- Crying for diaper comfort, feeding or warmth.
- Not calming unless being held or cuddled.
Keys To Establishing Lactation
If you plan to nurse your baby you should now focus on establishing lactation, i.e. getting your milk in as soon as possible! This usually proceeds without difficulty, but a few common pitfalls exist. Please follow our suggestions to help avoid problems:
- Rest and Recover: Exhaustion and pain can delay your milk arrival. Lack of sleep and an increasingly demanding baby eager for your milk to arrive can test your reserves over the next few days, so please prioritize your recovery and rest.
- Establish Proper Nursing Technique: Establishing proper latch-on will provide effective stimulation and help you avoid nipple damage, excessive pain and possibly an end to nursing. Ask your nurse to help if you're not sure that your baby is latching-on comfortably and correctly.
- Keeping Track: We want you to keep track of your baby's intake and output, at least until the milk arrives fully. Write down when you start the feedings, how long they last, and when the diapers have stool and/or urine present.
- Knowing What to Expect Helps Reduce Anxiety: You can expect your milk to arrive around the third full day and sense the baby is finally drinking well on the fourth day. Try not to worry if the baby does not seem satisfied before the big volumes of milk arrive. Colostrum is present prior to milk. It is essential and enough, but not very abundant. So until the milk is flowing you can expect the baby to be increasingly hungry and act unsatisfied. Please do not feel something is wrong if this happens. (See "Dehydration" in next section.)
- Bottle Use and Nursing: Experienced parents often give a little formula before mother's milk arrives to help their increasingly hungry newborn settle down, or to help mom get some sleep! This is not usually necessary from a health standpoint, but using a little formula for practical reasons is fine. Avoid using bottles if your baby has problems latching-on, since nipple use can reinforce incorrect latching technique. Also, avoid giving too much formula or giving it too frequently. Too much formula can make a baby disinterested in the breast, leading to engorgement. If you choose to supplement do it after nursing sessions, infrequently and give just a little formula.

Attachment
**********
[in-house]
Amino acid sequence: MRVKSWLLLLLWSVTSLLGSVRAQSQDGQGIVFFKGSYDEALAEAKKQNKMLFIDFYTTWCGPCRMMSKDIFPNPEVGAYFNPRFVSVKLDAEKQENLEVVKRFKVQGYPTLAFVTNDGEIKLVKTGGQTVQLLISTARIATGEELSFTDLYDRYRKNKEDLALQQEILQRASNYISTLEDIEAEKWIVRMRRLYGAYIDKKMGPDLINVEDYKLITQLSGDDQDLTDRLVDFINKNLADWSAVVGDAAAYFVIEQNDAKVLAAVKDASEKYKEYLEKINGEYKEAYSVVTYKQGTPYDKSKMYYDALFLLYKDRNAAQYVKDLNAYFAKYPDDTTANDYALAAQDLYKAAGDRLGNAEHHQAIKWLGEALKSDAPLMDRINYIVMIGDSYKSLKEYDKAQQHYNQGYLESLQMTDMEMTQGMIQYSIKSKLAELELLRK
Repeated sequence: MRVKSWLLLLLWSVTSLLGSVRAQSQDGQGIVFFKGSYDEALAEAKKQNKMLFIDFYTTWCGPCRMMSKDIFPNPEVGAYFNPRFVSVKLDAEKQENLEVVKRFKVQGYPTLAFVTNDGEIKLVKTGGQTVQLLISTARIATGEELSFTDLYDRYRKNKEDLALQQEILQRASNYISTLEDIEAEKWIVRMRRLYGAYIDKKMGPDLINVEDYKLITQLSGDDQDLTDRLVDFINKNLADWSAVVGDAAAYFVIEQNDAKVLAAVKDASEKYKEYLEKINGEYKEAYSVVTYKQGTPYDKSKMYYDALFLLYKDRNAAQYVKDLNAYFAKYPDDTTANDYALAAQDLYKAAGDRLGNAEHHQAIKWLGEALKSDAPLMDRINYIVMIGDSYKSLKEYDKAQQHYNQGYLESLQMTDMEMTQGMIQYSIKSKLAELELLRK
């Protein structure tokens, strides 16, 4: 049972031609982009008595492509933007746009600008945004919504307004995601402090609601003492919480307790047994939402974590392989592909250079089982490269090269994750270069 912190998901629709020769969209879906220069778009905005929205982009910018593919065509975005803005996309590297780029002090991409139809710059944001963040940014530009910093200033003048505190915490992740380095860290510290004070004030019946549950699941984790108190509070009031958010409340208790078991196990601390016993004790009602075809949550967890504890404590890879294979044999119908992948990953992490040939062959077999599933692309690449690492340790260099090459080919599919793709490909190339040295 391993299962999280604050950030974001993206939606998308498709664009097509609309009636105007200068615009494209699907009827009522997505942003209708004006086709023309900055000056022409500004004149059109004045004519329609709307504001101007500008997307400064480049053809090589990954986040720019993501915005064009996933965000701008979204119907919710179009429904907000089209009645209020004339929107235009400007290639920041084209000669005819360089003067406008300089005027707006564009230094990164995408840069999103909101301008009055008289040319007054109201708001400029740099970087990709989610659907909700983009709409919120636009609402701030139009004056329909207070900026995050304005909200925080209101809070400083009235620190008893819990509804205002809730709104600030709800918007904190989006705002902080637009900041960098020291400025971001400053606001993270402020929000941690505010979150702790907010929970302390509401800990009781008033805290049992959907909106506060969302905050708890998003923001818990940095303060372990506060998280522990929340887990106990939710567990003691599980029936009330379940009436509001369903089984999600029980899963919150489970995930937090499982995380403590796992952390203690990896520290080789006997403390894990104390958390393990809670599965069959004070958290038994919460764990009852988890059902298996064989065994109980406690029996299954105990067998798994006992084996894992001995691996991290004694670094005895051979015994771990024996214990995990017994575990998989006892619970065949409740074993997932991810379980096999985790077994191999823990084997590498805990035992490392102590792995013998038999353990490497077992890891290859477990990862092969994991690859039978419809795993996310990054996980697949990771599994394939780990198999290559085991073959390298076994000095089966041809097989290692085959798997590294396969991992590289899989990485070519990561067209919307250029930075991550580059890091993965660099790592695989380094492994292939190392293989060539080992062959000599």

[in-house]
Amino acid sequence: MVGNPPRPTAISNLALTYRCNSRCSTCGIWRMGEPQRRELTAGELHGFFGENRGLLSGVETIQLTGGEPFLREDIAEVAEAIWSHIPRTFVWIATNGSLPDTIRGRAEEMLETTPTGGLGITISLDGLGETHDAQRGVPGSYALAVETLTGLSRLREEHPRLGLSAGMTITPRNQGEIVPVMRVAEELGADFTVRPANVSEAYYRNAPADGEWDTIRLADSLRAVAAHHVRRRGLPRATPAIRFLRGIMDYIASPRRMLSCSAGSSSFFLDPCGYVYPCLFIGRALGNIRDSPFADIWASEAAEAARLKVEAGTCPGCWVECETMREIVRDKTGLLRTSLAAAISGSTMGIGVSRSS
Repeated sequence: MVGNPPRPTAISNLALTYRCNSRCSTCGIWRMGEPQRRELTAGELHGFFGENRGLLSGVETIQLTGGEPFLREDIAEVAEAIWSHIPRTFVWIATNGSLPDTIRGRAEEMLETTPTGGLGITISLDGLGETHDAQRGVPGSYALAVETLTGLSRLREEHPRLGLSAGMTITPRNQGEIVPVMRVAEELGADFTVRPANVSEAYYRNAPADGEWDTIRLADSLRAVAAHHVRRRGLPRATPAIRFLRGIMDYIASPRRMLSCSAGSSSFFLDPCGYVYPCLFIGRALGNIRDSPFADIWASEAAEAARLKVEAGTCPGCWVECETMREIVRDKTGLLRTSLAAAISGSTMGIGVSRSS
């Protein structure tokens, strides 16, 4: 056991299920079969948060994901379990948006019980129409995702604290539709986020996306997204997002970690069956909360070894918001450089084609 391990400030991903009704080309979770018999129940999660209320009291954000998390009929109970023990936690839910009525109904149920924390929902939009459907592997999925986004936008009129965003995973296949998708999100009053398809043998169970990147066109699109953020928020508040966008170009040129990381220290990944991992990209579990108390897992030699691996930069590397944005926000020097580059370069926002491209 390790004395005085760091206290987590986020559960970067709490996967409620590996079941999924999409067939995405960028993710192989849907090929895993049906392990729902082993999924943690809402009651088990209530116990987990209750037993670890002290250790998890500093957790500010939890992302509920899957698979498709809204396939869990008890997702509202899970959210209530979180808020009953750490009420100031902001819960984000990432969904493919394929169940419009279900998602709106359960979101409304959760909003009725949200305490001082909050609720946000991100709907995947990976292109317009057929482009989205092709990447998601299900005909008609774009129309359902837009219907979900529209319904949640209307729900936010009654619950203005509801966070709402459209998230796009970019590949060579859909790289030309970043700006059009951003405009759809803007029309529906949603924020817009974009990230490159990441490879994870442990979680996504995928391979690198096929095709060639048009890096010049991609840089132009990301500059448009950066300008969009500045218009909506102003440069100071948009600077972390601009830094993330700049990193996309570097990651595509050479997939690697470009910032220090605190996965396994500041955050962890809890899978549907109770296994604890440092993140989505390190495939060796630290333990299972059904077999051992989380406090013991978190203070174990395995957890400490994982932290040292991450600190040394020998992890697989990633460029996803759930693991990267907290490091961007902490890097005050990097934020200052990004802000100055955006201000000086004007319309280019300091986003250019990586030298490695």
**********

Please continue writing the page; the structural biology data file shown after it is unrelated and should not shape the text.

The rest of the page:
- The Goal: A Satisfied Baby: Eventually the milk is flowing, the baby gulps it down, falls asleep groggy, wets the diaper heavily and awakens in a few hours to do it all again. Congratulations, you did it.
When To Be Concerned
Significant problems are uncommon in the early newborn period, but we want you to be aware of a few situations which warrant concern should they arise.
- Dehydration: While it is normal for a healthy newborn to lose "water weight" until the colostrum is replaced by free-flowing milk, there is a limit to how long a nursing newborn can wait for satisfying feedings to begin. Most babies can wait about 4 full days (24-hour periods). If your milk does not come in on time your newborn may become dehydrated. This is very uncommon but be aware just in case. Up until the point of adequate milk let-down your baby should feed at least 8 times in 24 hours, have at least 3 wet diapers per 24 hours, and remain eager at the breast during feedings for at least 30 minutes per session. If at any time before you are certain that your baby is drinking well the baby becomes lethargic at the breast, has diminished urine output, or won't keep up with an every 3-4 hour feeding schedule you should give formula from a bottle and call the doctor immediately.
- Fever: A rectal temperature > 100.4° F (38° C) in a baby less than two months of age warrants immediate attention. If you suspect heavy bundling caused the fever, you may unwrap the baby for 15 minutes then recheck the temperature and if > 100.4° F (38° C) recheck it again in a few hours to be certain. You should have a rapid read digital thermometer available at home and know how to take a rectal temperature. These are widely available and inexpensive.
- Significant Jaundice: The yellowing of the skin is called jaundice, and it is common in newborns. It is caused by a buildup of a natural pigment called bilirubin. Jaundice is especially common in breast-feeding newborns. Nonetheless, excessive jaundice can be harmful. As the bilirubin levels climb, the yellowing proceeds downward from the head. Yellowing of the whites of the eyes occurs early. You may have read other instructions elsewhere, but please follow these guidelines: we want you to call us if the jaundice passes beyond the hips into the thighs, or if you cannot determine how far down it goes. This is not an emergency, but rather serves as an "early warning" should significant jaundice be coming.
- Severe Eye Irritation and Discharge: Creamy or mucusy eye discharge in small amounts daily is common and known as nasolacrimal, or "tear duct" obstruction. However, a large amount of yellow or green discharge associated with lid swelling and irritation is more concerning and should be seen by a doctor promptly.